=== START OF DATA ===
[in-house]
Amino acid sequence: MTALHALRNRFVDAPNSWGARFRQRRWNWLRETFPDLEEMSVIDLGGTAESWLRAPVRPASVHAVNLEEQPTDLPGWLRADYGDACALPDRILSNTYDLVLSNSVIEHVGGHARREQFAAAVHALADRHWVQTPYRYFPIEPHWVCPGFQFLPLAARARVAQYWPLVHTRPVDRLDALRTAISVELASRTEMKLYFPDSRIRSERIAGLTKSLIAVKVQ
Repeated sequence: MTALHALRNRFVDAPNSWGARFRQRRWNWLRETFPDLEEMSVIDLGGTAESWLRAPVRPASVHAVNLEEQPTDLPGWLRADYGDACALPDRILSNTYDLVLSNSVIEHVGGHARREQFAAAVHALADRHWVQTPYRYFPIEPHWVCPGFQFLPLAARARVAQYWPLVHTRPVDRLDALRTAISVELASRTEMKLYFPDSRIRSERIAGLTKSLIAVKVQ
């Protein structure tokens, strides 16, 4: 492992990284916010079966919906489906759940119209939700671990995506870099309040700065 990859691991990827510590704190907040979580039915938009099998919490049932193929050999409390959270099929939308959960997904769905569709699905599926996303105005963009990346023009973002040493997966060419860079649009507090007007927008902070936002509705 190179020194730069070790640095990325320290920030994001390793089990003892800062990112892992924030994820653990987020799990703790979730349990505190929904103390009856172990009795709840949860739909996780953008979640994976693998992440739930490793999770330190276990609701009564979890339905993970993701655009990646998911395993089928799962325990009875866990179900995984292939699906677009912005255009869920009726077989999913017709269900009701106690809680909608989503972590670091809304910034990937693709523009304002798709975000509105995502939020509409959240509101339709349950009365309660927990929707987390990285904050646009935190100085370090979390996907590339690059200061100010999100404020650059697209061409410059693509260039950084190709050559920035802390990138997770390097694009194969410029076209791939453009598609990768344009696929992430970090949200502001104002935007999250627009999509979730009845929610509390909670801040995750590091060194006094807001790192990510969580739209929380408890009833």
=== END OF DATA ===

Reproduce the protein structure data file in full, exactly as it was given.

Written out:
[in-house]
Amino acid sequence: MTALHALRNRFVDAPNSWGARFRQRRWNWLRETFPDLEEMSVIDLGGTAESWLRAPVRPASVHAVNLEEQPTDLPGWLRADYGDACALPDRILSNTYDLVLSNSVIEHVGGHARREQFAAAVHALADRHWVQTPYRYFPIEPHWVCPGFQFLPLAARARVAQYWPLVHTRPVDRLDALRTAISVELASRTEMKLYFPDSRIRSERIAGLTKSLIAVKVQ
Repeated sequence: MTALHALRNRFVDAPNSWGARFRQRRWNWLRETFPDLEEMSVIDLGGTAESWLRAPVRPASVHAVNLEEQPTDLPGWLRADYGDACALPDRILSNTYDLVLSNSVIEHVGGHARREQFAAAVHALADRHWVQTPYRYFPIEPHWVCPGFQFLPLAARARVAQYWPLVHTRPVDRLDALRTAISVELASRTEMKLYFPDSRIRSERIAGLTKSLIAVKVQ
């Protein structure tokens, strides 16, 4: 492992990284916010079966919906489906759940119209939700671990995506870099309040700065 990859691991990827510590704190907040979580039915938009099998919490049932193929050999409390959270099929939308959960997904769905569709699905599926996303105005963009990346023009973002040493997966060419860079649009507090007007927008902070936002509705 190179020194730069070790640095990325320290920030994001390793089990003892800062990112892992924030994820653990987020799990703790979730349990505190929904103390009856172990009795709840949860739909996780953008979640994976693998992440739930490793999770330190276990609701009564979890339905993970993701655009990646998911395993089928799962325990009875866990179900995984292939699906677009912005255009869920009726077989999913017709269900009701106690809680909608989503972590670091809304910034990937693709523009304002798709975000509105995502939020509409959240509101339709349950009365309660927990929707987390990285904050646009935190100085370090979390996907590339690059200061100010999100404020650059697209061409410059693509260039950084190709050559920035802390990138997770390097694009194969410029076209791939453009598609990768344009696929992430970090949200502001104002935007999250627009999509979730009845929610509390909670801040995750590091060194006094807001790192990510969580739209929380408890009833």